This rider turned out to be a messenger for me, sent with knowledge and wisdom. I’ll just call him “Local”. Local is in the grip of a 13 year old in love. He is in love with his bike, with riding, with the notion of what it means to go hammer and tongs in any conditions, against any man, woman, or child. What I learned today is that a good ride, and a good partner is an ageless thing. Once under way, it became clear that he saw me as an opportunity, and quickly I saw him the same way. Under the care of other dads, he was essentially solo, and local, and not so inclined to ride under the structured cadence of the others. I pulled in close and gave it to him just like I would any friend or foe on the trail. “I want everything you got, if you feel the call.” He didn’t say a word. He just stood up and started building a brick shithouse of momentum. I felt it. He felt it. It was time to ride. Off we went.
After a sloppy stretch of mud, deep water, down branches, and sideways rain, we came to a stopping place to wait for the others. I raised a dirty, bleeding fist and we pounded knuckles of respect. He commented on my Presta valves, my clipless pedals. The youth clearly had the early symptoms of upgrade sickness, a lovely disease.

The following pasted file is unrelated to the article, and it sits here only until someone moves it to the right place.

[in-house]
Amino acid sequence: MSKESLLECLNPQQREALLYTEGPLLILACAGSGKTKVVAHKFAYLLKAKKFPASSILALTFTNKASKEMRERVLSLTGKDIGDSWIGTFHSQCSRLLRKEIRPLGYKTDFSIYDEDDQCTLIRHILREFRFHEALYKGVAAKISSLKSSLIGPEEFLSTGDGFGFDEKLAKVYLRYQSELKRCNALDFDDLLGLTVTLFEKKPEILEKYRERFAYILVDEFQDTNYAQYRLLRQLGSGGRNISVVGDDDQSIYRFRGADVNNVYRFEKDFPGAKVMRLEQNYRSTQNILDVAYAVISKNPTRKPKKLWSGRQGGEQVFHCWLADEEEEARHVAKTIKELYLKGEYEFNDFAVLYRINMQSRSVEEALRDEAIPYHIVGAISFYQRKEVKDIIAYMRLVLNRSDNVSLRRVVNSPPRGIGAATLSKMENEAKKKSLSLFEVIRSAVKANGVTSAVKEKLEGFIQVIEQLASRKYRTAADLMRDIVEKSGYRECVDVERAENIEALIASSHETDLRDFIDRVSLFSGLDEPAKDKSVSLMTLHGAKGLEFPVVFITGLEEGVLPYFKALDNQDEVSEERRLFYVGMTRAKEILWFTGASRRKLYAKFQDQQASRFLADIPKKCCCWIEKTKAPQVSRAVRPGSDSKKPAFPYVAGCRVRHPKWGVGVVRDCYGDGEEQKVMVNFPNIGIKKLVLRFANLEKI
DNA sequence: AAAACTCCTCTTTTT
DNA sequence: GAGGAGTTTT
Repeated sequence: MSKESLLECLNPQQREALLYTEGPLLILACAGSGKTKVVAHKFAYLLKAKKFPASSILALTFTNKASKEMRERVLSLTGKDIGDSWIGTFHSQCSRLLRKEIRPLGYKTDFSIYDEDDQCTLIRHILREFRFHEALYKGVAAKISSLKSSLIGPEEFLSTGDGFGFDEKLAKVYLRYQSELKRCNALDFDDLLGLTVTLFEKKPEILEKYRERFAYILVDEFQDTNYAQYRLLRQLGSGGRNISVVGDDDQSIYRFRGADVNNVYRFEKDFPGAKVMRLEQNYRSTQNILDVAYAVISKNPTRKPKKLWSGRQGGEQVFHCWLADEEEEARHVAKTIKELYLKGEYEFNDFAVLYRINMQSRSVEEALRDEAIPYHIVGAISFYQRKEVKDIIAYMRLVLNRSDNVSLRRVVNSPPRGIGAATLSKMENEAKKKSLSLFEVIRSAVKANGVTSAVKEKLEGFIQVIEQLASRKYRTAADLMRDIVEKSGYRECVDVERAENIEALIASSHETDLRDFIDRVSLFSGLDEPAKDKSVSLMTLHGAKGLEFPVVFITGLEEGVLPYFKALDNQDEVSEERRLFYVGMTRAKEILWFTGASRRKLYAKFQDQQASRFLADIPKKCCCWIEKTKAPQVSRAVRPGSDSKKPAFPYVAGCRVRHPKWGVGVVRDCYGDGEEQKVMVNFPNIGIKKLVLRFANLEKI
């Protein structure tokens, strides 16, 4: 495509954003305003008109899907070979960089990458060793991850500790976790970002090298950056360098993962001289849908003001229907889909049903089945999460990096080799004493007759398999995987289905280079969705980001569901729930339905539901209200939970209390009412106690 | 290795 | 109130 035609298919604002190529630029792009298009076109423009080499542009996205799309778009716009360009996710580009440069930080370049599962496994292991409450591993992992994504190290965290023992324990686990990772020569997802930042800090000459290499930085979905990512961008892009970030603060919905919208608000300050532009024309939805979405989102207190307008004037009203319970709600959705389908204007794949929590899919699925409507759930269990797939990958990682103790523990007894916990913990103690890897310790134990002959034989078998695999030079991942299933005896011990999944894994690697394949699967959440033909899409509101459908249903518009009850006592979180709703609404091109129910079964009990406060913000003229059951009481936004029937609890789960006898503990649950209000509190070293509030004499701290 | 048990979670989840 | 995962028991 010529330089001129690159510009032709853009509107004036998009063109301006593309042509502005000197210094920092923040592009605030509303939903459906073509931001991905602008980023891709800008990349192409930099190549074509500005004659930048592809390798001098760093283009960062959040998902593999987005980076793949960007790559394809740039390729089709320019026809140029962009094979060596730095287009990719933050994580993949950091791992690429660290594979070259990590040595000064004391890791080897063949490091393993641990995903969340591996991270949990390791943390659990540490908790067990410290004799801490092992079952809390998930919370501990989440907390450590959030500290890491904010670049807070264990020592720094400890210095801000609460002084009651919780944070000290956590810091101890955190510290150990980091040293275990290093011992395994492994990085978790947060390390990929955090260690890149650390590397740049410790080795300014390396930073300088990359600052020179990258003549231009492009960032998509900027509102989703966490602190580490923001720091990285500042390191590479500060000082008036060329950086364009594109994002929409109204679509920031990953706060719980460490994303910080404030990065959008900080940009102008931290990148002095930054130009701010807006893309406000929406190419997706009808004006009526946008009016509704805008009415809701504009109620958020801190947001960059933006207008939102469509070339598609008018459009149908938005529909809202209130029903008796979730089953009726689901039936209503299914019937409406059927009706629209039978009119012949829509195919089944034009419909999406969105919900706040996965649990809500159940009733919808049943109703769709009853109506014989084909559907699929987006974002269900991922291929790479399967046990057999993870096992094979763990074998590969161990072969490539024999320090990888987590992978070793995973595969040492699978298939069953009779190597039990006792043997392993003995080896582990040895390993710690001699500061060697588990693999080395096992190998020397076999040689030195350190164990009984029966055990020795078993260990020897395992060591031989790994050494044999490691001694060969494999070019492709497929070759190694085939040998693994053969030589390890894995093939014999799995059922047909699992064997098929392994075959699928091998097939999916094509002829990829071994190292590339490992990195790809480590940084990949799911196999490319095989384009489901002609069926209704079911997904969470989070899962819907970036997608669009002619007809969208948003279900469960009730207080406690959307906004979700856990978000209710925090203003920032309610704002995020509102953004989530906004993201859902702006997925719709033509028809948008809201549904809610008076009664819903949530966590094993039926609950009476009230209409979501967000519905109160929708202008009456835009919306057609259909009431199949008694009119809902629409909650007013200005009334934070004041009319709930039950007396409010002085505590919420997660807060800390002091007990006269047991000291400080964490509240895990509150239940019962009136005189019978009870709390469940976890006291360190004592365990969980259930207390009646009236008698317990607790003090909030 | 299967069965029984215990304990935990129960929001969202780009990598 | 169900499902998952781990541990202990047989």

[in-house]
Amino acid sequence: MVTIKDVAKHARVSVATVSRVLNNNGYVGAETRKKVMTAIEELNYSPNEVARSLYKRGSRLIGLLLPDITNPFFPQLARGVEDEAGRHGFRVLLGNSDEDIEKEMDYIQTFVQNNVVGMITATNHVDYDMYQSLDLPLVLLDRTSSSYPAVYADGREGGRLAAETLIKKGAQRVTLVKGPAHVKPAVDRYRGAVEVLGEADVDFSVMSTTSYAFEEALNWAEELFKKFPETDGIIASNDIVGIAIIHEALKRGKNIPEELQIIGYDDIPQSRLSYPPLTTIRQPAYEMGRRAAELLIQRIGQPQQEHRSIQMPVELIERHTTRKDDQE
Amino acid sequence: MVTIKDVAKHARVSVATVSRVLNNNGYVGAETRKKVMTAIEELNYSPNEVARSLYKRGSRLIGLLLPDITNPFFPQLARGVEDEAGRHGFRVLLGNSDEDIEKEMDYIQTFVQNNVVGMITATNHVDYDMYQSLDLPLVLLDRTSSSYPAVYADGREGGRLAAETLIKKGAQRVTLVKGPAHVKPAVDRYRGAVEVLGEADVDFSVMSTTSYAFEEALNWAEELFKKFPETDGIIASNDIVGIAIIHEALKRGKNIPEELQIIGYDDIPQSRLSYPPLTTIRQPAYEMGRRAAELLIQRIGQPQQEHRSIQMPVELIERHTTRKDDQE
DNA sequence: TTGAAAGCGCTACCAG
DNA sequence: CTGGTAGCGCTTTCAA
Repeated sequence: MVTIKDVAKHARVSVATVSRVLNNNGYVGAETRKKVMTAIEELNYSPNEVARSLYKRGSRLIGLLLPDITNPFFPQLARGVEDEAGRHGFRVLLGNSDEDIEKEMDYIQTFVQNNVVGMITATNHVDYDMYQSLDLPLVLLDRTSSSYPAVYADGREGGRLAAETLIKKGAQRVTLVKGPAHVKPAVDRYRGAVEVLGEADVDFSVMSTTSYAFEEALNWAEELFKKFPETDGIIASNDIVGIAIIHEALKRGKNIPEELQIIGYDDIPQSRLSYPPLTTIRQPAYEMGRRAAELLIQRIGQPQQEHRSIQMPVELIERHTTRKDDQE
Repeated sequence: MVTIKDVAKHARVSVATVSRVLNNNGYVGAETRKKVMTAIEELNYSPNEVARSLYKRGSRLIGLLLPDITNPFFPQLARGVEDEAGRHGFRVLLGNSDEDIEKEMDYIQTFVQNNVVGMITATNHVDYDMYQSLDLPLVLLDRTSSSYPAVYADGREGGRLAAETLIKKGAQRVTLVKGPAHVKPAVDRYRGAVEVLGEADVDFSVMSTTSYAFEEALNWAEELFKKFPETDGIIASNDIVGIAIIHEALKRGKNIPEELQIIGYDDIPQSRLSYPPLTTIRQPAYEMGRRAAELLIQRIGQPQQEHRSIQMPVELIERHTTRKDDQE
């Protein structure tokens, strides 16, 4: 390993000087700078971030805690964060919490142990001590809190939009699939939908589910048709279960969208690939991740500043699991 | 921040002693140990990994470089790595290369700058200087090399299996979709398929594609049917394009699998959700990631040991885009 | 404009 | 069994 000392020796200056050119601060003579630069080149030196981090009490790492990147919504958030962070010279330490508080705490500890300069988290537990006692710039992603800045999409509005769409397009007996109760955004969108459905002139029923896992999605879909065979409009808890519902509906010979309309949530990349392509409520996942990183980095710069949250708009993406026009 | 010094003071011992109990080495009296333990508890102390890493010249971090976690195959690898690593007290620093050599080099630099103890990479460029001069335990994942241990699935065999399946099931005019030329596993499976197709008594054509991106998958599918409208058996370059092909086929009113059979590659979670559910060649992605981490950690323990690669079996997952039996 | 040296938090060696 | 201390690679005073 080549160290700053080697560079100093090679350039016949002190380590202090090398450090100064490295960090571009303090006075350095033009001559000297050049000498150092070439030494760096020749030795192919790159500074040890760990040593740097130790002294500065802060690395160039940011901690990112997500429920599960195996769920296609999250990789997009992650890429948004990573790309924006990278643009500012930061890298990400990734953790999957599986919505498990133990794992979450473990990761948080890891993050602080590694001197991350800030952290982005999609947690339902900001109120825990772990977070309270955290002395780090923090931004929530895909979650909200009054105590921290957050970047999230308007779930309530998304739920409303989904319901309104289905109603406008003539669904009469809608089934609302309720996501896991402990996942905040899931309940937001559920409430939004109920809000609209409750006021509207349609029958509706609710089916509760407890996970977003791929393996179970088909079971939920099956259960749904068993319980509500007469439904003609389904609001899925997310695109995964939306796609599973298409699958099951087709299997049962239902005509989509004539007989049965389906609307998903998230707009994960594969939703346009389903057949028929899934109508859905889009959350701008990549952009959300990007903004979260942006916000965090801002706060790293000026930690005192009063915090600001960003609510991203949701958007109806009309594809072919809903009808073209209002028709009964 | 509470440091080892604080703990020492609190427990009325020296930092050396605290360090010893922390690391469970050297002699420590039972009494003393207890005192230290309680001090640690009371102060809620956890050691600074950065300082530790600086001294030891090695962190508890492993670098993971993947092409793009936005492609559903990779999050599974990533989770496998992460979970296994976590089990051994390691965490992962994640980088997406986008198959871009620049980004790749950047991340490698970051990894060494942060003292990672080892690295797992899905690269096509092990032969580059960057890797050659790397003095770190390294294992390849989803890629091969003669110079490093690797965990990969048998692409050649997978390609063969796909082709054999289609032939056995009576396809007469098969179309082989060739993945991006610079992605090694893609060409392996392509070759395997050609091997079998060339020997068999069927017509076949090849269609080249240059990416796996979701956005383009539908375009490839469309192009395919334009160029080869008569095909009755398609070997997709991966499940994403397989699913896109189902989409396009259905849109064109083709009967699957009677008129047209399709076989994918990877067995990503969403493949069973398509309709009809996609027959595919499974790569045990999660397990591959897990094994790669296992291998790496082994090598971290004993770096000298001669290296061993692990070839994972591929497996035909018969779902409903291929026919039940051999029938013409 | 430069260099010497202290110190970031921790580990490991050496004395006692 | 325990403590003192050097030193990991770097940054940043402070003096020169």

Flat pedals, no clips of any kind, and Schrader valves be damned, Local could go. I redirected his attention to his disc brakes, his Easton bar, his aggressive Specialized Hard Rock frame and told him, “Shit boy, your ride is nice, and you’re only friggin thirteen, you have to have something to look forward too…. Oops I mean shoot.” He rolled his eyes at my paternal efforts, “Whatever, I’m used to it. I don’t care.” After a quick regroup and a sputtering chastisement from the HFAC (head fucking adult in charge) we were off on Twister, a rolling trail of sweeps, berms, and mild drop-offs made treacherous by the rain.

I won’t lie. Chasing a boy on a bike through a pouring rain over slick rock and roots made me feel like a boy myself. We were separated by nothing but a few thousand cold beers, some heartache, and a few hard knocks, but nothing more. Fuck it man, we were bros.